Flashcards in Pre-eclampsia and eclampsia Deck (26):
What is the difference between pregnancy-associated hypertension and pregnancy-induced hypertension? What is another name for pregnancy-induced hypertension?
Pregnancy-associated HT = HT that exists before and will exist after pregnancy
Pregnancy-induced HT (pre-eclampsia) = HT caused by pregnancy that will resolve after pregnancy
What is the definition of pre-eclampsia (including values)?
Pregnancy induced hypertension (>140/90 or >30/15 above baseline), proteinuria (300mg/24 hrs), generalised oedema, and multi-system dysfunction
At what BP must you start anti-hypertensive agents in a pregnant woman?
Name 3 differentials for proteinuria in pregnancy
Normal (pregnancy induces proteinuria normally)
Contaminant (often from vaginal discharge released in pregnancy)
How is the distribution of oedema different in pre-eclampsia than normal pregnancy?
Facial oedema more prominent
What proportion of pregnancies in Australia will have mild and severe PE?
Mild - 5-10%
Severe - 1-2%
What 6 organ systems are affected in PE and how?
Cardiovascular - HT, pulmonary oedema
Renal - oligouria, renal failure
Haematological - haemolysis, thrombocytopaenia, DIC
Neurological - eclampsia, cerebral oedema and haemorrhage
Hepatic - cellular dysfunction, rupture
Uteroplacental - abruption, IUGR, FDIU
What are the 3 stages of pre-eclampsia? Outline the general management of each stage
Stage 1 - just HT. No need for admission, aim for delivery at term
Stage 2 - HT + proteinuria. Admit today for delivery 34-36 weeks
Stage 3 - HT + proteinuria + symptoms of end-organ dysfunction. Admit immediately for anticonvulsants and delivery after stabilisation
Name 5 risk factors for pre-eclampsia
Sexual cohabitation (higher risk if woman is pregnant from first sexual activity with new partner)
Name 3 medical conditions that predispose towards PE
Chronic HT (pregnancy-associated HT)
Name 3 pregnancy conditions that predispose towards PE. How come?
Gestational trophoblastic disease
All increase placental mass (except Trisomy 13)
Name 5 indicators suggestive of severe PE (think of the systems affected)
Cardio - Extreme HT (refractory to anti-HTs), pul oedema
Neuro - Headache, papilloedema, seizures, hyperreflexia, visual disturbances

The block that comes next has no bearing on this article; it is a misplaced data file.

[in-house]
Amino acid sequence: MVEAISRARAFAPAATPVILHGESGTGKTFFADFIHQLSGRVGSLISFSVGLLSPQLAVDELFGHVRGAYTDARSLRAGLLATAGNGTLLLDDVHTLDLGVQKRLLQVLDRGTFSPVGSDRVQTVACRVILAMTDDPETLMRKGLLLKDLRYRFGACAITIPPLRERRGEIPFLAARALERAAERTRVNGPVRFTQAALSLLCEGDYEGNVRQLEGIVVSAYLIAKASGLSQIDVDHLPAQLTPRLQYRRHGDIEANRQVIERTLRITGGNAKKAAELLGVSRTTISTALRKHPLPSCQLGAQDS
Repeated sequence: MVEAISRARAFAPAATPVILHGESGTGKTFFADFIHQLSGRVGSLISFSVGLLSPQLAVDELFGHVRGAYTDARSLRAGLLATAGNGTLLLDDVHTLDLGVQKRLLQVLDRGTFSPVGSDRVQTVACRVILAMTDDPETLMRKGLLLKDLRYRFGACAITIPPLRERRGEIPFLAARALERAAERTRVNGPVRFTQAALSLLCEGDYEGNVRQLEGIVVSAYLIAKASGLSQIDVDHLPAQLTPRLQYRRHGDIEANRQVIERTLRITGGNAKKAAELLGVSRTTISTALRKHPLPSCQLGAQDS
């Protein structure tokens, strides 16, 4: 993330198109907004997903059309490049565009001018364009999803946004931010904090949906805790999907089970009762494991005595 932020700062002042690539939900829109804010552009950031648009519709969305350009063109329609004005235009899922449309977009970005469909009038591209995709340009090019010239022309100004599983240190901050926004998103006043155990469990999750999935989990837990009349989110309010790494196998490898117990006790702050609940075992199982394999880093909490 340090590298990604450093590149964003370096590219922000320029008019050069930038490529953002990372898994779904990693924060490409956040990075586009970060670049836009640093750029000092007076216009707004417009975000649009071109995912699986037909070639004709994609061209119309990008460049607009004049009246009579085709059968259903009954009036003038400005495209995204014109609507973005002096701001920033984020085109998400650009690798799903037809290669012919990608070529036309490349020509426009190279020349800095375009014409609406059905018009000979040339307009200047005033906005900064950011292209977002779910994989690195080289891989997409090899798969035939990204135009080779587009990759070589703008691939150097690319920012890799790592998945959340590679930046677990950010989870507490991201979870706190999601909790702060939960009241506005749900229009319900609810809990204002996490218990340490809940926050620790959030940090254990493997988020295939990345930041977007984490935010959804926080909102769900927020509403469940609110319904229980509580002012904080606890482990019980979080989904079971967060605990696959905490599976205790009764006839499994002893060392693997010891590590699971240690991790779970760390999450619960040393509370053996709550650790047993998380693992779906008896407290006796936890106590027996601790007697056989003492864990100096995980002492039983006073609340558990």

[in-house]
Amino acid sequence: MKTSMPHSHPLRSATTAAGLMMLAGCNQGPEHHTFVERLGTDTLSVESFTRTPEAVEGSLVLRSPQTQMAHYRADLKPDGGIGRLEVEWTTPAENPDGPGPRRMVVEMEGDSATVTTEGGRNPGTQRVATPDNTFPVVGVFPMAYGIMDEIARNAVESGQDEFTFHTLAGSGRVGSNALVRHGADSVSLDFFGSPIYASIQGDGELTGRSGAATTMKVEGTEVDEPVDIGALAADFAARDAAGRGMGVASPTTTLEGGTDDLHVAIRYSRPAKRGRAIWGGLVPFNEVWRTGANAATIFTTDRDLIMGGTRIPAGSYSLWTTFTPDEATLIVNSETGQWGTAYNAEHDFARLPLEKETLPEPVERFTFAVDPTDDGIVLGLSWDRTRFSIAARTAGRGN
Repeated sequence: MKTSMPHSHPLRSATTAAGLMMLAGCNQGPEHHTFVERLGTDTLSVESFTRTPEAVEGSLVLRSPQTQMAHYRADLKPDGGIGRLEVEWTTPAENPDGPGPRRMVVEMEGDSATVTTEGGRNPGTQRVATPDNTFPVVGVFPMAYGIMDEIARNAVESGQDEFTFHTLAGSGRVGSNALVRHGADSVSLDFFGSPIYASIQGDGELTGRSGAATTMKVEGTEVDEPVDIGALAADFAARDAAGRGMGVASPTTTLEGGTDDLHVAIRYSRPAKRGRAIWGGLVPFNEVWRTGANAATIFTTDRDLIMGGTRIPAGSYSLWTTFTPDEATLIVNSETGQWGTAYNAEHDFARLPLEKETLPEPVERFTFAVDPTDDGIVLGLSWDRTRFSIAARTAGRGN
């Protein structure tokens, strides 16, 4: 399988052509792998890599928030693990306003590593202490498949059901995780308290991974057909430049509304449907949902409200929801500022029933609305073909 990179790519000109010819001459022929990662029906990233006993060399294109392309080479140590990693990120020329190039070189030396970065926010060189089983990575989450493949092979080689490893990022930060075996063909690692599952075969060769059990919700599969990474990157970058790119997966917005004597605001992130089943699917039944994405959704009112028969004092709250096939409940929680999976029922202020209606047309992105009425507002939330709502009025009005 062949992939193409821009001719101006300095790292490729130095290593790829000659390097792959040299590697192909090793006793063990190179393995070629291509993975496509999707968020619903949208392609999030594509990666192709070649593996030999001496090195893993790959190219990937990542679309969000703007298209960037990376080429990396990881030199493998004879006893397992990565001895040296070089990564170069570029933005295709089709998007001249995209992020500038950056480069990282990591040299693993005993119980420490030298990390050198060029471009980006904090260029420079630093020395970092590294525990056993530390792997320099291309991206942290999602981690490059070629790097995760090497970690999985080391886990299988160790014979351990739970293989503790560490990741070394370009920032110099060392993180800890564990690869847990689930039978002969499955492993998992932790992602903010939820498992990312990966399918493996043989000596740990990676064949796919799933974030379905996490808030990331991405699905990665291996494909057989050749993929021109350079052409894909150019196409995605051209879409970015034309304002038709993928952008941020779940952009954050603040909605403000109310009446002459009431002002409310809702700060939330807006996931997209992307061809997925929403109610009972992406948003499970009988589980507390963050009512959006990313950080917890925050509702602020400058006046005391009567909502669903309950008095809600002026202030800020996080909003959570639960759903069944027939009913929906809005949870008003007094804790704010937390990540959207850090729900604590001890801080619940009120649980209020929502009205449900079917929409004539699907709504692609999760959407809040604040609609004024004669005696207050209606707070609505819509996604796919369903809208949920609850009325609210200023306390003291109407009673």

Renal - oliguria, generalised oedema, worsening proteinuria
Haematological - thrombocytopaenia
Liver - elevated enzymes, upper abdo pain
What are the 10 stages of management for severe pre-eclampsia (sorry....)
Fetal welfare surveillance
Third stage active management
What is the key treatment principle of severe pre-eclampsia? Why do they say this?
PE is cured by delivery, but not at delivery! Things can still go wrong after delivery (15-30% of eclampsia is postpartum)
What usually occurs in the puerperium following severe pre-eclampsia?
Torrential diuresis to remove excess fluid
Name 3 anti-HT agents used in PE. Which one can't be used for rapid BP reduction?
Methyldopa - only oral and slow acting, not good for acute setting
Are anti-HTs disease-modifying agents in PE? If not, why do we use them?
Not disease-modifying, but they reduce the risk of stroke
What medication do you give for neuronal stabilisation? Name 3 things to monitor for after giving this medication. What is the antidote to this medication?
MgSO4 IV. Monitor serum levels, reflexes (avoid areflexia!), respiration and urine output.
Give CaCl2 as antidote
Name 5 factors that would help you determine whether to deliver vaginally or by C/S in pre-eclampsia
Vaginally - multiparous, stable BP and CNS, ripe cervix, mature foetus (> 1.5kg estimated weight), cephalic, good foetal surveillance
C/S - primip, unstable BP, cerebral irritability, unripe cervix, immature foetus, breech, abnormal foetal doppler or CTG
Name 5 signs indicative of imminent eclampsia
Upper abdo pain, facial itchiness, visual disturbance, headache, rapidly increasing BP and proteinuria, increasing hyper-reflexia
What is the most common cause of seizures in pregnancy?
Epilepsy! Not eclampsia
Go through the 7 principles of management in eclampsia (sorry again...)
Prevent further convulsions
Review maternal and foetal state
Stabilise maternal and foetal state
What does the HELLP syndrome stand for? How does it relate to pre-eclampsia?
Elevated Liver enzymes
Subtype of pre-eclampsia where liver and blood are most affected
Name 3 Ddx for pre-eclampsia
Endocrine (Pheochromocytoma, Cushing's)
What is the main theory for why pre-eclampsia occurs?
Poor implantation of the placenta = reduced oxygenation of foetus in later pregnancy = release of vasoactive factors by placenta into maternal circulation to increase blood supply = systemic vasoconstriction = increased BP